Format

Send to

Choose Destination
See comment in PubMed Commons below
Stroke. 2003 Sep;34(9):2091-6. Epub 2003 Aug 7.

Proportion of different subtypes of stroke in China.

Author information

1
Department of Epidemiology, Cardiovascular Institute and Fu Wai Hospital, Chinese Academy of Medical Sciences and Peking Union Medical College, Bei Li Shi Rd 167, Beijing, 100037, People's Republic of China.

Abstract

BACKGROUND AND PURPOSE:

The goal of this article is to clarify the proportion of stroke subtypes in China, where stoke is the most common cause of death.

METHODS:

A total of 16,031 first-ever strokes in subjects >or=25 years of age were identified in 1991 to 2000 from 17 Chinese populations through a community-based cardiovascular disease surveillance program in the China Multicenter Collaborative Study of Cardiovascular Epidemiology. World Health Organization diagnosis criteria were used for classification of stroke subtypes.

RESULTS:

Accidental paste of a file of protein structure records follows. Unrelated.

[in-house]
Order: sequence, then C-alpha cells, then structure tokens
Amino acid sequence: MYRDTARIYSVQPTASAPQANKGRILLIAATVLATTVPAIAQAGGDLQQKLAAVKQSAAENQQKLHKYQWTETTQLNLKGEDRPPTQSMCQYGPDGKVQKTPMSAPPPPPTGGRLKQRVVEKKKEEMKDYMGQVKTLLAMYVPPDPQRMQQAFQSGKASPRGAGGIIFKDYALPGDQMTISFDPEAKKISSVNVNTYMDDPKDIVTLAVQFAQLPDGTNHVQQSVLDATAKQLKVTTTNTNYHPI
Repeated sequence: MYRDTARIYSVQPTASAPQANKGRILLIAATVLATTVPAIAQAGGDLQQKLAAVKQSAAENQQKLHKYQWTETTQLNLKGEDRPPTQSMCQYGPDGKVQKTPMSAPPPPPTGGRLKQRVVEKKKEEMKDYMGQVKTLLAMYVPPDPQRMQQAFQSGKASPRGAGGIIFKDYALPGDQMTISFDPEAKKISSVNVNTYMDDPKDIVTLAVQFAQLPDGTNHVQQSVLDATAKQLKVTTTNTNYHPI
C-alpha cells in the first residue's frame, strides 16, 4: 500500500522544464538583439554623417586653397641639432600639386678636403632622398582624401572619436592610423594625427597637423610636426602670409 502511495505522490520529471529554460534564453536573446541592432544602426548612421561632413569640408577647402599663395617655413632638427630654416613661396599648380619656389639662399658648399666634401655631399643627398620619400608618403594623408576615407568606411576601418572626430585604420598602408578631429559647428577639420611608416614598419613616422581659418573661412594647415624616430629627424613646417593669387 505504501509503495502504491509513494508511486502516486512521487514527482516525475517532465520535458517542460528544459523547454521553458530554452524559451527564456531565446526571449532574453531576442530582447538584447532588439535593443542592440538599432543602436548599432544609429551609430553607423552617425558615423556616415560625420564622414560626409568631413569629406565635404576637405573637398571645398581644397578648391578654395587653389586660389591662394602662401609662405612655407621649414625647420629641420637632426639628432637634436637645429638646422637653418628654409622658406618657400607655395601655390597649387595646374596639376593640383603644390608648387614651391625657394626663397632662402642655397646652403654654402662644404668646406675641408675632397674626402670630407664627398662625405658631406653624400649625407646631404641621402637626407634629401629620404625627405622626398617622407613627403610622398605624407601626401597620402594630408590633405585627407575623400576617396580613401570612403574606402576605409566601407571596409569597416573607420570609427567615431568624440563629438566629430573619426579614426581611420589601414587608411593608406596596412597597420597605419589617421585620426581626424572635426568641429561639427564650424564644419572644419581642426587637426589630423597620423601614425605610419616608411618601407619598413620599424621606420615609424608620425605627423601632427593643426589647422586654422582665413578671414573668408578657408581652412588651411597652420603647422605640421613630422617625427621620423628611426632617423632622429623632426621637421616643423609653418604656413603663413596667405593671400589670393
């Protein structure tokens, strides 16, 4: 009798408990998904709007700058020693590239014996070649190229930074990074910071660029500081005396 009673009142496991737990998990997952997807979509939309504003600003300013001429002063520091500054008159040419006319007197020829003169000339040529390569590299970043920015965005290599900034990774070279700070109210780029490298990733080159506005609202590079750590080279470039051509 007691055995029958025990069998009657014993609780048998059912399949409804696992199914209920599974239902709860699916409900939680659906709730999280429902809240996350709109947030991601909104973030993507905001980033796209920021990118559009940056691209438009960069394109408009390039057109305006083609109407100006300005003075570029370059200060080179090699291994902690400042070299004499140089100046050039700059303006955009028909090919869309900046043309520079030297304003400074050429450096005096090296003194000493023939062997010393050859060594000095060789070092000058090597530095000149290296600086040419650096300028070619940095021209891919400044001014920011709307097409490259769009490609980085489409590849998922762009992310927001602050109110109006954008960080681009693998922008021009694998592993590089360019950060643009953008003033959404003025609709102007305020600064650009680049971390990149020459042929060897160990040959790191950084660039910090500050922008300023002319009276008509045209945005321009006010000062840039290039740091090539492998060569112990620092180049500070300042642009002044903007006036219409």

CT scan rate of stroke cases reached a satisfactorily high level only after 1996 in the study populations. In 8268 first-ever stroke events from 10 populations with CT scan rate >75% in 1996 to 2000, 1.8% were subarachnoid hemorrhage, 27.5% were intracerebral hemorrhage, 62.4% were cerebral infarction, and 8.3% were undetermined stroke. The proportion of intracerebral hemorrhage varied from 17.1% to 39.4% and that for cerebral infarction varied from 45.5% to 75.9% from population to population. The ratio of ischemic to hemorrhagic stroke ranged from 1.1 to 3.9 and averaged 2.0). The 28-day fatality rate was 33.3% for subarachnoid hemorrhage, 49.4% for intracerebral hemorrhage, 16.9% for cerebral infarction, and 64.6% for undetermined stroke.

CONCLUSIONS:

In our study, ischemic stroke was more frequent and its proportion was higher than hemorrhagic stroke in Chinese populations. Although hemorrhagic stroke was more frequent in Chinese than in Western populations, the variation in the proportion of stroke subtypes among Chinese populations could be as large as or larger than that between Chinese and Western populations.

Comment in

[Indexed for MEDLINE]
Free full text
PubMed Commons home

PubMed Commons

0 comments
How to join PubMed Commons

    Supplemental Content

    Full text links

    Icon for HighWire
    Loading ...
    Support Center